Along with most internal IT departments, in either the private or public sectors, higher education institutions continue to need to provide IT support to their end users – students, faculty members, and other employees – in line with what now seems like an age-old mantra of “doing more with less.”
But it’s no longer just a case of cutting IT costs and improving efficiency year on year. In 2017, students and employees now expect so much more from their campus IT departments – with these expectations very much driven by their personal-life experiences of consumer-world services, customer service, and support.
This is the real impact of this consumerization of ITSM and it relates to so much more the use of personal devices, apps, and cloud services in the workplace (or, for students, their place of study). It affects the whole service “envelope” that goes around the provided IT services; and the use of modern IT service management best practice and technologies will definitely help higher ed institutions to better meet these increased student and employee expectations, wants, and needs.
Here are three key ways in which higher ed institutions can benefit from ITSM:
1. Introducing a Self-Service Capability
Self-service has been sold as a potential silver bullet for corporate IT organizations for a number of years now, and circa 80% of organizations in both the US and UK have invested in some form or self-service technology (according to HDI and SDI respectively).
The benefits are there to be had – ranging from reduced costs to quicker service delivery and a better customer experience. With common self-service capabilities including issue self-logging, self-help using knowledge articles and FAQs, password self-reset, campus-wide alerts/broadcasts, and software self-download facilities. Plus, the ability for end users to check on the status of their issue or service request without the need to contact the IT department.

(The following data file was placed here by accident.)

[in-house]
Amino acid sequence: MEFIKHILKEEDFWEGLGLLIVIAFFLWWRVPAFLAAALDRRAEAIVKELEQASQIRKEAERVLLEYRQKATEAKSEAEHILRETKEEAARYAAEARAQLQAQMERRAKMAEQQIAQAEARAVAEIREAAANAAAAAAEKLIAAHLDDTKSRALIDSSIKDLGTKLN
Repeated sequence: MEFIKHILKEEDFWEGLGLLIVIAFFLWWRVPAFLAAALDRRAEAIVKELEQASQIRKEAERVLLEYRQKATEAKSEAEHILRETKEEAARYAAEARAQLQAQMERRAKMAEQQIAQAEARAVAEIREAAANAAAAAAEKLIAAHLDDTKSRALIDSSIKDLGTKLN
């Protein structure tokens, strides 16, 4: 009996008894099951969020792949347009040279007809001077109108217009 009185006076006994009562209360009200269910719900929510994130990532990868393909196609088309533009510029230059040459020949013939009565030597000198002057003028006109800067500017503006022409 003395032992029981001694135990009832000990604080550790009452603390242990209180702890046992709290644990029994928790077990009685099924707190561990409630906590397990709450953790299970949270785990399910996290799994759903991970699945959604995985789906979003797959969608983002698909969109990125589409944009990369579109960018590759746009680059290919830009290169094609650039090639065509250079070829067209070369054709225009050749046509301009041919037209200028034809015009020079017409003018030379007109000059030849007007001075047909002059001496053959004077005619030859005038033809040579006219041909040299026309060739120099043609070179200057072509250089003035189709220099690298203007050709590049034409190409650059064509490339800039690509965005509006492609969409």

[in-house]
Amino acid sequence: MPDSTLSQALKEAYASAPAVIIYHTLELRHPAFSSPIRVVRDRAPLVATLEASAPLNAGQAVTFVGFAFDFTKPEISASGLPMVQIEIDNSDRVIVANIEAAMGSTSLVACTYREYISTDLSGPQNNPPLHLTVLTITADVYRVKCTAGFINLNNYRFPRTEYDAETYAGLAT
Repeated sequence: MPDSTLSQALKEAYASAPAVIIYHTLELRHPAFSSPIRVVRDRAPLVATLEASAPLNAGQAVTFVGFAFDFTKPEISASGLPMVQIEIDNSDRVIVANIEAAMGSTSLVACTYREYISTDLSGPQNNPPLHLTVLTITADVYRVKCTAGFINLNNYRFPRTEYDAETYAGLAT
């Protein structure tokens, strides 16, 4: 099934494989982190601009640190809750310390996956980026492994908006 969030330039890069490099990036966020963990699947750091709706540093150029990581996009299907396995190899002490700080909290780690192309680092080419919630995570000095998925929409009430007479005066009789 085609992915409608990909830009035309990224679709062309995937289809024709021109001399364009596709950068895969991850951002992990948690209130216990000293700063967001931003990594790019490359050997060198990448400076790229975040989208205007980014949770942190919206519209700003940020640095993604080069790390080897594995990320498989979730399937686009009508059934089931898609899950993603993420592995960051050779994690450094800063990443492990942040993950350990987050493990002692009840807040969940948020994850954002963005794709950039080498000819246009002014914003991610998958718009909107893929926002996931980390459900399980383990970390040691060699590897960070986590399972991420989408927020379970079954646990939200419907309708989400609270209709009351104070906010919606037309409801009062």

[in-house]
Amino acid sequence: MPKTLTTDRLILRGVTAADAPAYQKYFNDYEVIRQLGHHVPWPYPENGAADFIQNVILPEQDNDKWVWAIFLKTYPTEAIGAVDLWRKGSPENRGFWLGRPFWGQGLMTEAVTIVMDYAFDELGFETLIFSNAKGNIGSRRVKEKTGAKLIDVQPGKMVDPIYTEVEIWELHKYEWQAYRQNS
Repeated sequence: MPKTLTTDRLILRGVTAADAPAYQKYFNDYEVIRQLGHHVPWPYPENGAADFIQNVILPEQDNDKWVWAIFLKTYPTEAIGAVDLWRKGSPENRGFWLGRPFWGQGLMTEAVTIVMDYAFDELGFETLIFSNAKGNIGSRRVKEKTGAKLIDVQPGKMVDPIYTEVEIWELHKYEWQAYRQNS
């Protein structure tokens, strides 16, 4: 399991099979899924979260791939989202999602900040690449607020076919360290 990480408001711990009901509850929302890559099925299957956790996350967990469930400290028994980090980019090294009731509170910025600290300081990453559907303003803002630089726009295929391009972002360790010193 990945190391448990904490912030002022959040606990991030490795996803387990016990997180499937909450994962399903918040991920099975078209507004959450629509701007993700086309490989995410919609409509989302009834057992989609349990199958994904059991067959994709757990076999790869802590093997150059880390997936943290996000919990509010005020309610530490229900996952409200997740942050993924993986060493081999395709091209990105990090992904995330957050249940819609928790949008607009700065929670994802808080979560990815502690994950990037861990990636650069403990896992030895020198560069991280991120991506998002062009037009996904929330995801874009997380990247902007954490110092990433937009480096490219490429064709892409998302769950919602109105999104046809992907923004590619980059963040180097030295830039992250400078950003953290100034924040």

There’s definitely a lot of upside to introducing self-service. But be warned though – just because students and employees are using self-service capabilities in their personal lives it doesn’t mean that they’ll automatically use a new campus facility. Instead, sufficient attention and planning needs to be paid to:
- The ways in which different end user groups work and how they would ideally want to engage with the new self-service capability.
- Organizational change management aspects – from selling the change to end users (the “what’s in it for me”) through to how the change is introduced.
- Launch and continued operation – where a “build it and they will come” approach will most likely fail.
If these warnings, and other potential barriers to self-service success, are considered and addressed, then self-service will both deliver relief to the campus IT help or service desk (and the wider IT support team), and provide end users with a better IT support service.
2. Exploiting Automation